- Brad Weiss. Sacred Trees, Bitter Harvests: Globalizing Coffee in Northwest Tanzania. Portsmouth, NH: Heinemann, 2003. ↩
- C.F. Marshall, The World Coffee Trade (1983), 30. ↩
- Our taste test, incidentally, followed the best meal I have had, or will have, in 2012, accompanied by some fabulous wines and excellent company. ↩
On behalf of a fellow historian, I have a request for information for you. Apparently, some coffee histories claim that Ottoman women could file for divorce if their husbands did not provide enough coffee. This is a fascinating claim and, if true, could say a lot about the significance of coffee in the Ottoman Empire. But my colleague has not found any original Ottoman source to back up this claim. If anyone knows of a good primary or secondary source that could document this, please let me know. Thanks!
I have a couple of goals for this blog. As the blog’s name suggests, I’m interested in talking about the multiple cultures of coffee, both production and consumption, past and present. I would also like to use the blog as a way to explore new writing on coffee, be it produced by academics, journalists, or aficionados.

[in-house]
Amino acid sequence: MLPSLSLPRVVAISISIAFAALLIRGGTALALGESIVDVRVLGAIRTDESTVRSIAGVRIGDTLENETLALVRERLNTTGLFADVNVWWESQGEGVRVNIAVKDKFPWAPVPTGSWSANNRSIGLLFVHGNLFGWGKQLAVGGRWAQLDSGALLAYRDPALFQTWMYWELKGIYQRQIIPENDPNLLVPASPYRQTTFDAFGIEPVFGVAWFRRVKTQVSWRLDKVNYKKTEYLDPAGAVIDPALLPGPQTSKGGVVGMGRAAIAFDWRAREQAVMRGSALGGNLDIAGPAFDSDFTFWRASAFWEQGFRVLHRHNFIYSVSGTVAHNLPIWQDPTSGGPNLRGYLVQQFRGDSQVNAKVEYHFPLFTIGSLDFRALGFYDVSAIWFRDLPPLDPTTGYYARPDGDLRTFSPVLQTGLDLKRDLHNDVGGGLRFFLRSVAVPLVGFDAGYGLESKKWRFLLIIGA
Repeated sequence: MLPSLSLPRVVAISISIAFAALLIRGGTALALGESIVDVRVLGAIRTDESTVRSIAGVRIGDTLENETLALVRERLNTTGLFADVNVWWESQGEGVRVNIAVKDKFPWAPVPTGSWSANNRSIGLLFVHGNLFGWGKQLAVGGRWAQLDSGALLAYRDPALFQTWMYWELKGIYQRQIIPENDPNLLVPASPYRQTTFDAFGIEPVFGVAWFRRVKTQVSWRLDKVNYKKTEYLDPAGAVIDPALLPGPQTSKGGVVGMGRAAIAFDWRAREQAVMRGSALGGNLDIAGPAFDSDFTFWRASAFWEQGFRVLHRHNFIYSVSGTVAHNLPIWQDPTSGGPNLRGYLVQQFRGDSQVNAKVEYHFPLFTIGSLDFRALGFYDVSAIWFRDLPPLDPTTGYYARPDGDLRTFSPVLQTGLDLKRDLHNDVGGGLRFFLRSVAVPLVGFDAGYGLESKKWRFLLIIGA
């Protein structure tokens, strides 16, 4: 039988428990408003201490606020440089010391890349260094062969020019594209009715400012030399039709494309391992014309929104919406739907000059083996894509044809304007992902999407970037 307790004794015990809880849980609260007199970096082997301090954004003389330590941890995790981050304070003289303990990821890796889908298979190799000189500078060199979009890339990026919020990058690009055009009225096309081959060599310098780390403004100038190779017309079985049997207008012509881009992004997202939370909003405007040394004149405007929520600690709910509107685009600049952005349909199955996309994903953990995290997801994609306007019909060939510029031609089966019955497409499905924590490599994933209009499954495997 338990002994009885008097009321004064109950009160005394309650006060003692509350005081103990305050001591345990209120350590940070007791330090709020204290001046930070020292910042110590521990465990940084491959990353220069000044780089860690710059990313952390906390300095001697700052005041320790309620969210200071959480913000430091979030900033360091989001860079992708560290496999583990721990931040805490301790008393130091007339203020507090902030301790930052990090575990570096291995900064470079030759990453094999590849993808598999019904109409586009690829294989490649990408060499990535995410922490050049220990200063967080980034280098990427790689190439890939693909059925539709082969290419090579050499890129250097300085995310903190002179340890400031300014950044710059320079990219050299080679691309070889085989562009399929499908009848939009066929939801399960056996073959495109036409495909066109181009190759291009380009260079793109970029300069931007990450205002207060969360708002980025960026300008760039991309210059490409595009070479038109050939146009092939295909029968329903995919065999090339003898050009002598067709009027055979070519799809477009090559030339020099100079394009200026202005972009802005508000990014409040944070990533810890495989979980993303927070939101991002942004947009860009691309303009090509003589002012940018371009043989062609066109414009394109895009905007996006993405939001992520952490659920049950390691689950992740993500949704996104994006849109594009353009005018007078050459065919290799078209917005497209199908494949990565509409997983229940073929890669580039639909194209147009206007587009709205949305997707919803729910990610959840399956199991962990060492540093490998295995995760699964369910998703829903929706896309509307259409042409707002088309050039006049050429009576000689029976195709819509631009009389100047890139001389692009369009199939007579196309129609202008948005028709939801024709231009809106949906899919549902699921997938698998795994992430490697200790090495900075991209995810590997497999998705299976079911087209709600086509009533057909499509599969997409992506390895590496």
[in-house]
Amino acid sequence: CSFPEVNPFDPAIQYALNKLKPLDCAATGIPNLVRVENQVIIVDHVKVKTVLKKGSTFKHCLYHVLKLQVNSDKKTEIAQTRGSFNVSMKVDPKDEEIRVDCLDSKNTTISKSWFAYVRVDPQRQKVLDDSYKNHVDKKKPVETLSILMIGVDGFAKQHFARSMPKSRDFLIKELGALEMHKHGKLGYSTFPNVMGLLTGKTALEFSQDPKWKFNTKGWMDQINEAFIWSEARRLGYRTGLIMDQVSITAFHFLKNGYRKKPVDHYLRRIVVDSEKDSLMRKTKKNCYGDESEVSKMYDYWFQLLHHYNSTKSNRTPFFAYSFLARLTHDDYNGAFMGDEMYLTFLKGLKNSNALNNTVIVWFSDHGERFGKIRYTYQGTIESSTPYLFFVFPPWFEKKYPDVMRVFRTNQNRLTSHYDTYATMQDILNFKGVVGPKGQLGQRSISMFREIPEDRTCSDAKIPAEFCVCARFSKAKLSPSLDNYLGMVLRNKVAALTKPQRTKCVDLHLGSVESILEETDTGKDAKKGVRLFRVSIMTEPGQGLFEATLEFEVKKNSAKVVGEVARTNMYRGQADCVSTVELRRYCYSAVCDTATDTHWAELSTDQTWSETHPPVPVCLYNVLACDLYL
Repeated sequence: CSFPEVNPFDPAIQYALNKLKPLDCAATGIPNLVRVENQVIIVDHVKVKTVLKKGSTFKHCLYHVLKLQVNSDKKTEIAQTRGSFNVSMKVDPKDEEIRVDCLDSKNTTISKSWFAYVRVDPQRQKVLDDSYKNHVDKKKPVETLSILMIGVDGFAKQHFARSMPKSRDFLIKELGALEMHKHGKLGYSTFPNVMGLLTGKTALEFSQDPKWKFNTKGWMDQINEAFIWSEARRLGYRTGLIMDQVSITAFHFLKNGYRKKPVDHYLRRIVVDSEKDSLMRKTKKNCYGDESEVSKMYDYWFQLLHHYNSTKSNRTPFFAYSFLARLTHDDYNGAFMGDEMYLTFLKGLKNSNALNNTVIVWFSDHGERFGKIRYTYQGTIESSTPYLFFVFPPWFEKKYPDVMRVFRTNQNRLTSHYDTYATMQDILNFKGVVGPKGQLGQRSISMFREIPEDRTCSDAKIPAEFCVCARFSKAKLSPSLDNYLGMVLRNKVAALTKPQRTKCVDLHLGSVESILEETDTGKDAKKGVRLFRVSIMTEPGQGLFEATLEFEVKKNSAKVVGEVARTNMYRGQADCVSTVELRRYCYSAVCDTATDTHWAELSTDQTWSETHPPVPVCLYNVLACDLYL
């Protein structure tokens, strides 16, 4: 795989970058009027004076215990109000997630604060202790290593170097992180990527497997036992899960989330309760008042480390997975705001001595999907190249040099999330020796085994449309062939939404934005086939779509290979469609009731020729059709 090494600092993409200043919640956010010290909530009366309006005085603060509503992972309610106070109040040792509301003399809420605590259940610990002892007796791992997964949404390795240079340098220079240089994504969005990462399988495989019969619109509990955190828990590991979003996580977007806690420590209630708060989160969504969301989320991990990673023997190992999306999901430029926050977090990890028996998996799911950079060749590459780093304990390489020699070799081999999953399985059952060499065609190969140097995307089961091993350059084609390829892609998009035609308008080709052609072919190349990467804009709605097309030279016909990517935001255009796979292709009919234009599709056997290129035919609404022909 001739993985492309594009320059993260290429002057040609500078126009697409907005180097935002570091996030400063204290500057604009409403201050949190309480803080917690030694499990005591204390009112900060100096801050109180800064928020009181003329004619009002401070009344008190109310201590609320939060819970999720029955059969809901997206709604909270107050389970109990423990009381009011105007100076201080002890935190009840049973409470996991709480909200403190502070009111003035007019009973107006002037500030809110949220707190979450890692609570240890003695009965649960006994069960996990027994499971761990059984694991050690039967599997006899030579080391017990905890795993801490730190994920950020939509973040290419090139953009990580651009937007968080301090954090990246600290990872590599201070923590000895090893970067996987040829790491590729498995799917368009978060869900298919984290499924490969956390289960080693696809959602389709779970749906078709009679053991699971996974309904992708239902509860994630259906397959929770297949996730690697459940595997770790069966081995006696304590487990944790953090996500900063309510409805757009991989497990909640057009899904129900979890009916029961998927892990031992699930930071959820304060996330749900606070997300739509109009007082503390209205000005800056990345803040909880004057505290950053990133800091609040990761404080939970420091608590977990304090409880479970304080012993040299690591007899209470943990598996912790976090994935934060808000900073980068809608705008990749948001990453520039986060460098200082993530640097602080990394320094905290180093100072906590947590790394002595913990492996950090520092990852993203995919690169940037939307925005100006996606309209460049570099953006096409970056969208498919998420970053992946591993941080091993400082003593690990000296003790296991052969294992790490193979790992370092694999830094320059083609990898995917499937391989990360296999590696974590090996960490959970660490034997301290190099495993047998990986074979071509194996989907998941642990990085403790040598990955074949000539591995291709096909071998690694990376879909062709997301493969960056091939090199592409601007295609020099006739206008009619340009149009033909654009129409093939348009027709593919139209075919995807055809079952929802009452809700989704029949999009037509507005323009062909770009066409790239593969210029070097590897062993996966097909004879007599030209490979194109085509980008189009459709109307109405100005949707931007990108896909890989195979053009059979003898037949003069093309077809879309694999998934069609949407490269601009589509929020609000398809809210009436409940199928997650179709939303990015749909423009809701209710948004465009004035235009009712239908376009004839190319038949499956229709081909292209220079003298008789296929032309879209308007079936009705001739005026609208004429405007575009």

It is easy (particularly for Westerners) to see coffee primarily as a crop that is produced in the global South and consumed in the global North (Europe, North America, Japan). This vision of global coffee production and consumption can obscure the long (and continuing) history of coffee consumption within the global South itself. Histories of coffee written in European languages often begin with a brief chapter on the discovery of coffee, and its consumption in Africa and the Middle East. But once the drink makes its way into Europe and North America, consumers in those places become the centre of the story, and consumers in other parts of the world largely disappear from it. But coffee consumption in Africa, Asia, and Latin America has continued to the present, and in many cases has grown significantly in the past few decades. We can talk more about this in other posts.
One of the challenges for Westerners interested in studying the history of coffee consumption in Africa, Asia, and the Middle East is that many of the primary documents on coffee are not written in European languages. For this reason, translations of key primary texts on coffee are particularly welcome and help shed light on the traditions of coffee production and consumption for readers who do not speak the language. One document that has recently appeared in translation is Murtada az-Zabidi’s Epistle on Coffee, translated by Heather Marie Sweetser as part of an MA project in Near Eastern Languages and Cultures at Ohio State University. It’s worth reading Sweetser’s introductory text, which makes some of the same points I discuss above.